I don't believe that vets are the best authorities to give advice as to when pups are emotionally ready to leave the litter. A properly qualified animal behaviourist would, I'm sure, give you a very different story from that vet , as would most proffessional breeders who have had many years experience breeding dogs. I know several instances where people have decided to breed their dog simply because when asked, the vet has stated that the dog is healthy and of the right age. No mention has been made of breed standard or testing for various diseases. My vet has openly admitted to me that I probably know a great deal more about bassets than she does!!
Although I can understand your emotions because of the distressing conditions your pup was made to live in,I think in those circumstances, if the pups were in danger of freezing to death, a call to the SPCA would have not only helped the pups, but perhaps ensured that she didn't breed again and put other pups through the same.
 

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Great point about the SPCA and removing *all* the dogs from an abusive situation, sadeyes.

I also wanted to make the point that someone who wants "just a pet" doesn't have to become part of the cycle of cruelty by buying a puppy from an abusive breeder, BYB or petstore. There are many, many lovely "just pets" available through shelters and rescues.
 

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We have a new privately owned pet store in town, opened by a couple here in town. They had a big sign outside that said, "puppies are in!". Out of curiosity I stopped in. They were bassets! There are only two, and they were 8 weeks old.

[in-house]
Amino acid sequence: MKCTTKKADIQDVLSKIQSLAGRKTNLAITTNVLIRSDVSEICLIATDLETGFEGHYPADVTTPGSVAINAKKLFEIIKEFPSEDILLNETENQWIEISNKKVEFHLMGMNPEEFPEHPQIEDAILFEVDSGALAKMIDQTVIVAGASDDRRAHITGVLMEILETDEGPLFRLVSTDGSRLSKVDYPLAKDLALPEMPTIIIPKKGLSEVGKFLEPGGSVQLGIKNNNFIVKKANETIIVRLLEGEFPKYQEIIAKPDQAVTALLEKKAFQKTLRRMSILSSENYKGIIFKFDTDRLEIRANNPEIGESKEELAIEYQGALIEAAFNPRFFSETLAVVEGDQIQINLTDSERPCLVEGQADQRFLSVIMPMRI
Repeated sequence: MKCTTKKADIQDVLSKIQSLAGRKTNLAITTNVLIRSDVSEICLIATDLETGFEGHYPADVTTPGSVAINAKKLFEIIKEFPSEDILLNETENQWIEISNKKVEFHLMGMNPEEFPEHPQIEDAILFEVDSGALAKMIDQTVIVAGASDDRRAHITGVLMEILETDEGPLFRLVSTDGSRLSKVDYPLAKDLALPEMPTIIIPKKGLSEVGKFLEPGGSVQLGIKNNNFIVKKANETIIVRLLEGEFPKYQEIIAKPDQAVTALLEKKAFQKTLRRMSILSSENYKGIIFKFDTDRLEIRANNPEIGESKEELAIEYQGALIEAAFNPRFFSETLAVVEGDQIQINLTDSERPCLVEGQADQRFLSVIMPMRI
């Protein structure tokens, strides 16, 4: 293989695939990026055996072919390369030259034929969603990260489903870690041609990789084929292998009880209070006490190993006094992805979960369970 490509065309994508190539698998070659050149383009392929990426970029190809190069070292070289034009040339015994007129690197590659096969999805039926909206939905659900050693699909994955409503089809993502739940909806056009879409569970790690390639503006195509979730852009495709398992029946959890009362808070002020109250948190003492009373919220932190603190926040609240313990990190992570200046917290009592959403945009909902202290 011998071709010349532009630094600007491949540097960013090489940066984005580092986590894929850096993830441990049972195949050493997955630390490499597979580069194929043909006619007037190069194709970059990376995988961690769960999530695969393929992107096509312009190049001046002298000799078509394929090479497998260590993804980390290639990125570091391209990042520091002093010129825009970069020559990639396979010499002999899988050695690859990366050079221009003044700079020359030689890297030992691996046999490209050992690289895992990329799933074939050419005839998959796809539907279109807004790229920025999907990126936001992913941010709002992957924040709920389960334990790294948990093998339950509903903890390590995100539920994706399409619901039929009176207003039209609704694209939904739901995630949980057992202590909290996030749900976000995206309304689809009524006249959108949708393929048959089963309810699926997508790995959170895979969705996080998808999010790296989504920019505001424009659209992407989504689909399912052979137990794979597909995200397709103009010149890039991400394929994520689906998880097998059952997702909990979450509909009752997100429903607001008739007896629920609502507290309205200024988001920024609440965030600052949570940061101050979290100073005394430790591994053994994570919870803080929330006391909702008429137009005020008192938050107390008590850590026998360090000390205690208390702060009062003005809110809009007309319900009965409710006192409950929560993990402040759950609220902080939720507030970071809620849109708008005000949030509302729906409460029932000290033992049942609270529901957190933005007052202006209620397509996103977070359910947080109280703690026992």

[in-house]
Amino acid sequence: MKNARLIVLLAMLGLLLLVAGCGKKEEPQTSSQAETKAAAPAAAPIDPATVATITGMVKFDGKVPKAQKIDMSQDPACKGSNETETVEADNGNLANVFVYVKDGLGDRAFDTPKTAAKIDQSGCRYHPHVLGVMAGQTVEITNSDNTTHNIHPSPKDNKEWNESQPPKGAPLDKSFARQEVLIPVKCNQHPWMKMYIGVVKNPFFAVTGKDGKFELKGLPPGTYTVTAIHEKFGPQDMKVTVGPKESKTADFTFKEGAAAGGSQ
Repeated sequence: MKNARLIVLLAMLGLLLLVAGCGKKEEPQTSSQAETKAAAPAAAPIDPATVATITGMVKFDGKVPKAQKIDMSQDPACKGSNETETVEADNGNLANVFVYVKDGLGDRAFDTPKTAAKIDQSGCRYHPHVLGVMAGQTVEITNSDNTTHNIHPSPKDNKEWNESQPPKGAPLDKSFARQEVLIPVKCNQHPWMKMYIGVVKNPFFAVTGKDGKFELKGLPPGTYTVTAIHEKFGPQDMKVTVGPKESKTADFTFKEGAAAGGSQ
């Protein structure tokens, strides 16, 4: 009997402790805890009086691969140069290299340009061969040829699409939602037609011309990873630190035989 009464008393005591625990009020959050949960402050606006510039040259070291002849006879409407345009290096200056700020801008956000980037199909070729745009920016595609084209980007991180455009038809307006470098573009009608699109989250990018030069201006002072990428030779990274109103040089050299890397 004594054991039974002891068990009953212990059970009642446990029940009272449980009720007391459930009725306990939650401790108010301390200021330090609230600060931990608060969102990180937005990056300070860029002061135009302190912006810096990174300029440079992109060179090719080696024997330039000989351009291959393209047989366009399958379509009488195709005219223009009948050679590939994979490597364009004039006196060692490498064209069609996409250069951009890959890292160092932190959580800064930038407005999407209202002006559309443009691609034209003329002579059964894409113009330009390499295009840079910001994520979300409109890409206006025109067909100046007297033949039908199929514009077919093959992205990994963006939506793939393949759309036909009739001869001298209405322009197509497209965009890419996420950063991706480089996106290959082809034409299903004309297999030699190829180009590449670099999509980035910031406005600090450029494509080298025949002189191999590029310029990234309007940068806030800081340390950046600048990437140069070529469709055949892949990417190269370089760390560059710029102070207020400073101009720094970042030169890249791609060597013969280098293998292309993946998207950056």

They certainly were cute, with the longest ears I ever saw. They looked very well proportioned to me (but what do I know, I have fiddled fronted Moose!)

But the girl didn't know anything about where they came from, or anything about them. I asked her if they really checked out the buyers, and she wasn't even sure what I meant. So I gave her my phone no, and told her that if anyone is interested in them, or has questions, to call me, if they want to. They want 800.00 apiece for them.


It was so hard to leave them, they followed my feet to the door. And of course when I got home, Bo and Moose sniffed me to death... :rolleyes:

Welcome to this site, you'll learn alot about bassets on here, we love pics, too! Enjoy your new baby, sounds like you'll have your hands full...

Sandy